However, in actual prior cases, command responsibility has proven to be hard to apply, even in the examples where conflicts have been decided through the annihilation of one side. The negotiated settlement brought about by the CPA transformed its signatories both in substance and form. Through this agreement, the Maoists abandoned their scheme of state-capture, accepted competitive politics and became adherent to multiparty democracy. The seven political parties agreed for the constituent assembly, a republic, inclusion, secularism and federalism.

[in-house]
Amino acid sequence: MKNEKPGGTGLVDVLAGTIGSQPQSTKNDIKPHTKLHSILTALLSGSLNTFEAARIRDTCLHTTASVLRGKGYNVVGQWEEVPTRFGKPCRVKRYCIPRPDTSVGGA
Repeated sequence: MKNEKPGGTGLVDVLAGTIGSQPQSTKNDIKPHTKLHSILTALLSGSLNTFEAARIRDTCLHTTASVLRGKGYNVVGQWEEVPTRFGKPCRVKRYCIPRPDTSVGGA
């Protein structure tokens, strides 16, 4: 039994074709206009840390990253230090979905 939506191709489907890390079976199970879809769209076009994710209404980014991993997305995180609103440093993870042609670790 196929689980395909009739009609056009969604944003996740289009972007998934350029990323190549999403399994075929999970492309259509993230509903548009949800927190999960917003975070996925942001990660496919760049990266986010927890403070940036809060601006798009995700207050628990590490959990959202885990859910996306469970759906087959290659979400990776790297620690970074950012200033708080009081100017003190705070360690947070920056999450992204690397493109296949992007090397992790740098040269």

For the pursuit of the rule of law as promised in the peace agreement, it is therefore imperative for political leaders not to block the truth-seeking, justice, reparations and institutional reforms in the transitional justice process. To ensure better predictability, a national roadmap with parliamentary ownership could be a way out. Nepal's peace process will never be complete without concluding the transitional justice. A constructive role from all for this would prevent this process from further backsliding.